Grape & Grub Spy: This place is so ‘now’ that I feel almost hipsterish
Take the humble olive for instance; a fantastically versatile little taste bomb that works equally well straight in the gob, sliced in salads, in tapenades, stews, or martinis.
For any Italian kitchen worth its salt, olives are an indispensable tool.
I thought I had sampled olives in every possible way - and then I call on Osteria Lucio, just off Grand Canal Quay, under one of those old railway bridges.
It’s a new establishment so I’m not sure what to expect. It could be one of those plasticky Italian knock-up jobbies with pepper grinders the size of an excited ponies doo-hicky.
Their online blurb (a silky piece of PR window dressing) boasts of initiating an Irish version of ‘sprezzatura.’
Apparently, that’s a nonchalant ability that Italians have to make difficult culinary tasks look easy-peasy.
One look at Osteria Lucio’s menu and I reckon they’re halfway there. We’re knocked sideways with the flavours. The Cicchetti snacks have olives roasted with fennel seeds, orange rind and rosemary. Imagine...roasting an olive! That’s the extra bit of magic. The arancini (stuffed rice balls that are coated with breadcrumbs, so often a no-go area in Dublin) are outrageously delicious.
Ditto the grilled sprouting broccoli scented with smoked almonds, amazingly-light goats cheese, and a fine mustard sauce. A bruschetta is overflowing with roasted peppers, broccoli tips and tomato.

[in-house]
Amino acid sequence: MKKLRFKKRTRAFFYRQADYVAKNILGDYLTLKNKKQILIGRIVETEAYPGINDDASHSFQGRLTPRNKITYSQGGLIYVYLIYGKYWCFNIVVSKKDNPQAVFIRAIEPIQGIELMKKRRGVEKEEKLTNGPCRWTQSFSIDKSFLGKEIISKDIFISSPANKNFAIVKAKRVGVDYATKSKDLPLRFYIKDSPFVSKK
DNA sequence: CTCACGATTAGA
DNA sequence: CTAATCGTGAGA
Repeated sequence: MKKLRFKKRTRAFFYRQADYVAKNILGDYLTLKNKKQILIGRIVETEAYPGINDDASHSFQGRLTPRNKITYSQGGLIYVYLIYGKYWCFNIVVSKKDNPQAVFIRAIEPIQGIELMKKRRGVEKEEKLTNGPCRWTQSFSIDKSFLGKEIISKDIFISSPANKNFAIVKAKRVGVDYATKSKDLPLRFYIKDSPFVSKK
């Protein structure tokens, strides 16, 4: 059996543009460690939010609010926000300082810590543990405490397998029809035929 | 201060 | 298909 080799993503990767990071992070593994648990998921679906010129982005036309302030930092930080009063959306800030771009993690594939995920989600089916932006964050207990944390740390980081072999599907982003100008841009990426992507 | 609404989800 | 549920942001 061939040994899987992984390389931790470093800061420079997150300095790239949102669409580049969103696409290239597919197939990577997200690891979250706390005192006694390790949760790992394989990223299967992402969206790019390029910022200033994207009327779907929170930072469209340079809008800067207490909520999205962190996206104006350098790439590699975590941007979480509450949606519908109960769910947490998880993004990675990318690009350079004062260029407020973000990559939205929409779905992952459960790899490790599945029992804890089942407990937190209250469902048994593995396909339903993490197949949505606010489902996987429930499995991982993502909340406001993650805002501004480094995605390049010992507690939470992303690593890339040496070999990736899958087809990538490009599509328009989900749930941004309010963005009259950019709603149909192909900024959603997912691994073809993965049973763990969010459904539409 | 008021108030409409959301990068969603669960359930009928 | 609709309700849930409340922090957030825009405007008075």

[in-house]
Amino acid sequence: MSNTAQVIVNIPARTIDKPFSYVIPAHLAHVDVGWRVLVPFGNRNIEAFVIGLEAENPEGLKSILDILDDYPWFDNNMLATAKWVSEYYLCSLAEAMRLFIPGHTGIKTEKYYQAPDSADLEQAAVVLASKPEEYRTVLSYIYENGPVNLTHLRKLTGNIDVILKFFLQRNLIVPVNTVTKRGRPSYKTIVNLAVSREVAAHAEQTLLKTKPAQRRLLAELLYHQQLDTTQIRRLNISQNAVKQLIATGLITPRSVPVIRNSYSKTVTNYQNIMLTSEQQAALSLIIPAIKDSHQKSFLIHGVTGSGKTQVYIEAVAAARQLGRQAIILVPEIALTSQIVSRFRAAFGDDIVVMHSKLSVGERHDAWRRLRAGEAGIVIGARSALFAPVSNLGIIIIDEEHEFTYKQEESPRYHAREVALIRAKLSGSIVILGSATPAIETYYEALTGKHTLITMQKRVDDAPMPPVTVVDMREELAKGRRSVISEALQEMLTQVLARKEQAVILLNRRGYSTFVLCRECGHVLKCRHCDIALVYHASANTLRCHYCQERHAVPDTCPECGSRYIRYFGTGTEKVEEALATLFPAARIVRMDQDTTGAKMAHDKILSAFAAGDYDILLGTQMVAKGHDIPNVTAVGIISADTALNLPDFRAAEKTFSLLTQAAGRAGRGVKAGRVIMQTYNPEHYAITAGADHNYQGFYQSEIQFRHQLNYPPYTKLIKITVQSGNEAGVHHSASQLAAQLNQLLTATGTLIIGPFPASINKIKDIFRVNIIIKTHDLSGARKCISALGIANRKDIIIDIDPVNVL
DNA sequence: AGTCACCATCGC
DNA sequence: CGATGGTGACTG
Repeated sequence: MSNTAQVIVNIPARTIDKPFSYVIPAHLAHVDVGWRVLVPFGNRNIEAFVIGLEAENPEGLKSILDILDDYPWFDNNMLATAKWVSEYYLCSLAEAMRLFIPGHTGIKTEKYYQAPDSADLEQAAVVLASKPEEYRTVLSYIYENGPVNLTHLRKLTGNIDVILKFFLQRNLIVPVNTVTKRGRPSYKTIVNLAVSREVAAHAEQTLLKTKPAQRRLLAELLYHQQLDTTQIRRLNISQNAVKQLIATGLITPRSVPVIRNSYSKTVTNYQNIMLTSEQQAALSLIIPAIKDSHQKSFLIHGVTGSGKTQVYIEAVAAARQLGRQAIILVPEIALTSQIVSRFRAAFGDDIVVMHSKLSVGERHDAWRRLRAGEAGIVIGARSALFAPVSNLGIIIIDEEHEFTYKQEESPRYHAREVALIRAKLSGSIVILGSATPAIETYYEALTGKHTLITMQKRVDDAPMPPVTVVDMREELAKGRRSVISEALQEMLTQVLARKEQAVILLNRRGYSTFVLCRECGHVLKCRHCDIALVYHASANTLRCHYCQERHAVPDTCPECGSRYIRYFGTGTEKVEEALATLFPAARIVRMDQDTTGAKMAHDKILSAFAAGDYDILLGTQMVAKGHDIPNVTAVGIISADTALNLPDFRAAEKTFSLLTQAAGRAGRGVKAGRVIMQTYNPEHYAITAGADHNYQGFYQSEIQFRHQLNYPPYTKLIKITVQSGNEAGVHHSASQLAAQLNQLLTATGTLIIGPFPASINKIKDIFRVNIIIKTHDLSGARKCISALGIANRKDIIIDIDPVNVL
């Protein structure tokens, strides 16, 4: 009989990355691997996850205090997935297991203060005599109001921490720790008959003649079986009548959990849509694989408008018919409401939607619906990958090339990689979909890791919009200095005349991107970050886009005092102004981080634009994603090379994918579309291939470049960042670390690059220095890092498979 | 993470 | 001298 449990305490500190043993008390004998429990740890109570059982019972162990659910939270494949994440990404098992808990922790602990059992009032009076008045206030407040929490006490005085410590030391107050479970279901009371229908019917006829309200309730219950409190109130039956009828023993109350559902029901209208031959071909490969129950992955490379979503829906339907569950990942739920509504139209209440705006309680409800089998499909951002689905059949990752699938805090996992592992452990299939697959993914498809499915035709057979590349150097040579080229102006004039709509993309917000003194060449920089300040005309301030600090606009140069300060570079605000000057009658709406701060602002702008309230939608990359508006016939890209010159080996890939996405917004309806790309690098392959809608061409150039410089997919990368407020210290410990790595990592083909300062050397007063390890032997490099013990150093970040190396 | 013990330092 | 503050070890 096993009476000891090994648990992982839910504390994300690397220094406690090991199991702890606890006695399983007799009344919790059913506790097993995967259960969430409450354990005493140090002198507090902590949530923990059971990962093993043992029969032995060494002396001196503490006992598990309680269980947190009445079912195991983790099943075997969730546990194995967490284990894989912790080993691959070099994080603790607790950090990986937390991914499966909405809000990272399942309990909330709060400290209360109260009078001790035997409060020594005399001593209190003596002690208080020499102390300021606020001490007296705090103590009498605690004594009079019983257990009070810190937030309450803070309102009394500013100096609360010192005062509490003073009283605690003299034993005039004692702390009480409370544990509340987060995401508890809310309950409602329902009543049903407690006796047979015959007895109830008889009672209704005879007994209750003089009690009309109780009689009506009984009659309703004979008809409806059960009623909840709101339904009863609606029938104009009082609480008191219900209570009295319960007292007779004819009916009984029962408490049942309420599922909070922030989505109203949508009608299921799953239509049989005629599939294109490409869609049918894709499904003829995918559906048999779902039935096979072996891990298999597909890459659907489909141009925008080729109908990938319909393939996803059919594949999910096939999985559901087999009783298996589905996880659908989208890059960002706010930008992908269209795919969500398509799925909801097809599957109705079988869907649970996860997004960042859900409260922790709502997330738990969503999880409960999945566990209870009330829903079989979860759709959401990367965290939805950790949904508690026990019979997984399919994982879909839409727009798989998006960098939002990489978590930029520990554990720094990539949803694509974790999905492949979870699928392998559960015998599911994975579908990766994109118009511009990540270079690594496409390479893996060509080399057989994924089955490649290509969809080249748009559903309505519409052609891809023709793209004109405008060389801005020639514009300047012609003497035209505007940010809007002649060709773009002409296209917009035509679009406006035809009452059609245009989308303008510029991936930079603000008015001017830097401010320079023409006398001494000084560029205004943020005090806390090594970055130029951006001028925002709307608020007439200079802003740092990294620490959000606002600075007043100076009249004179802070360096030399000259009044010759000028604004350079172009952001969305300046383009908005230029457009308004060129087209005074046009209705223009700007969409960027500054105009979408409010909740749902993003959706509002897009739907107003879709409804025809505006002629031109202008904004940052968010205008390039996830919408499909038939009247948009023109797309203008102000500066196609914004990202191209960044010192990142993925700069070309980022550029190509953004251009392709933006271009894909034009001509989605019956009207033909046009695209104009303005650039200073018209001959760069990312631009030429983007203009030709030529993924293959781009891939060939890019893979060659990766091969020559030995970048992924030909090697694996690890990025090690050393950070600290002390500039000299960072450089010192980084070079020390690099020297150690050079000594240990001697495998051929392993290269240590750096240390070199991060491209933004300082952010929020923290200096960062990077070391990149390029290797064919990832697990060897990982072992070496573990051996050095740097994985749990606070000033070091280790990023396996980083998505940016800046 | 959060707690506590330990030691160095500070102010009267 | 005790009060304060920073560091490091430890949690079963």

Only the Italians can do this to simple things. My tastebuds have goosebumps. This is in-your-face sprezzatura.
The goodies keep coming. With the mains, we get luxurious pillows of baked gnocchi draped in spinach, tomato and mozzarella.
It’s the best gnocchi The Boss has ever had. Next are big velvety ribbons of handmade pasta with veal ragú.
The ragú is gutsy, ballsy and cooked so deep and slow it becomes an addictive substance.
There is a big hunk of fresh cod baked with potatoes, tomatoes, olives and capers. They call it Alla Mediterranea. The components are top-notch - the chef knows what he’s doing so the end product is supreme.
So far, everything tastes of itself; a gastronomic outcome not always guaranteed nowadays in Dublin. I guess you can tell I’m falling in lust here. And then we hit a little culinary bump.
The tiramisu is barely a passing resemblance to a proper tiramisu.
It’s more like a glass full of mascarpone and cream with a sprinkling of coffee – no sponge fingers and only the merest hint of marsala.
Against what came before, it’s an inexplicable disappointment indeed.
The hot chocolate mousse with campari jelly, hazelnut praline and vanilla ice-cream is a luscious success – it got us right back on track.
Osteria Lucio is a fantastic restaurant. It is so ‘now’ I feel almost hipsterish.
Three people have eaten really well and, provided the lofty standards are maintained, these same three people will be calling back very soon.
It’s not the first eatery to occupy this interesting building, but I do hope it stays the course a lot longer.
Osteria Lucio gets four and a half stars out of five
McGuigan Frizzante €14.99
This new sparkling wine is launching on the Irish market this week.
If you like Prosecco, you will love this fresh zesty number from Australia.
Look out for it on offer at €9.99 in SuperValu. It has low alcohol and is a lighter style of sparkling wine.
It has flavours of citrus and crisp apple with lemon aroma.
The perfect summer aperitif.
For wine events see www.jeansmullen. com